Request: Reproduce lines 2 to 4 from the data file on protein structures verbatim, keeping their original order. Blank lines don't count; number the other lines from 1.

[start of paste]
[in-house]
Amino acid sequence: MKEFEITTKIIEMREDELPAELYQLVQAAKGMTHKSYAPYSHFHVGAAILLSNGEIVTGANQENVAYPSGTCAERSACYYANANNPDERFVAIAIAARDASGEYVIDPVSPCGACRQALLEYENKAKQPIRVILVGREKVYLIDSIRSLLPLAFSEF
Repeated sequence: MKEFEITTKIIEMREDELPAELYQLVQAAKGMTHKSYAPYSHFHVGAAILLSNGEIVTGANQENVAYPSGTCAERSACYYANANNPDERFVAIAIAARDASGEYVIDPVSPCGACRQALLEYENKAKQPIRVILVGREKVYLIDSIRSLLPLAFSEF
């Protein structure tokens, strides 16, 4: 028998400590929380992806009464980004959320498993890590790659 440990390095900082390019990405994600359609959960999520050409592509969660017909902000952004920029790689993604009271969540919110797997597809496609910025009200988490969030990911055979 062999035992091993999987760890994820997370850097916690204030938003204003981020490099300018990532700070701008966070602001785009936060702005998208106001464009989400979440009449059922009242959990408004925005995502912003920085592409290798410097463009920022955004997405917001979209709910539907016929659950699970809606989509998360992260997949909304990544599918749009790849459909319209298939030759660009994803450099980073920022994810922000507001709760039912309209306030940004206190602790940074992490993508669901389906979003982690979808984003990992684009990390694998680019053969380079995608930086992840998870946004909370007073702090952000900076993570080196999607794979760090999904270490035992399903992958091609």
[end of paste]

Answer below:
Amino acid sequence: MKEFEITTKIIEMREDELPAELYQLVQAAKGMTHKSYAPYSHFHVGAAILLSNGEIVTGANQENVAYPSGTCAERSACYYANANNPDERFVAIAIAARDASGEYVIDPVSPCGACRQALLEYENKAKQPIRVILVGREKVYLIDSIRSLLPLAFSEF
Repeated sequence: MKEFEITTKIIEMREDELPAELYQLVQAAKGMTHKSYAPYSHFHVGAAILLSNGEIVTGANQENVAYPSGTCAERSACYYANANNPDERFVAIAIAARDASGEYVIDPVSPCGACRQALLEYENKAKQPIRVILVGREKVYLIDSIRSLLPLAFSEF
């Protein structure tokens, strides 16, 4: 028998400590929380992806009464980004959320498993890590790659 440990390095900082390019990405994600359609959960999520050409592509969660017909902000952004920029790689993604009271969540919110797997597809496609910025009200988490969030990911055979 062999035992091993999987760890994820997370850097916690204030938003204003981020490099300018990532700070701008966070602001785009936060702005998208106001464009989400979440009449059922009242959990408004925005995502912003920085592409290798410097463009920022955004997405917001979209709910539907016929659950699970809606989509998360992260997949909304990544599918749009790849459909319209298939030759660009994803450099980073920022994810922000507001709760039912309209306030940004206190602790940074992490993508669901389906979003982690979808984003990992684009990390694998680019053969380079995608930086992840998870946004909370007073702090952000900076993570080196999607794979760090999904270490035992399903992958091609």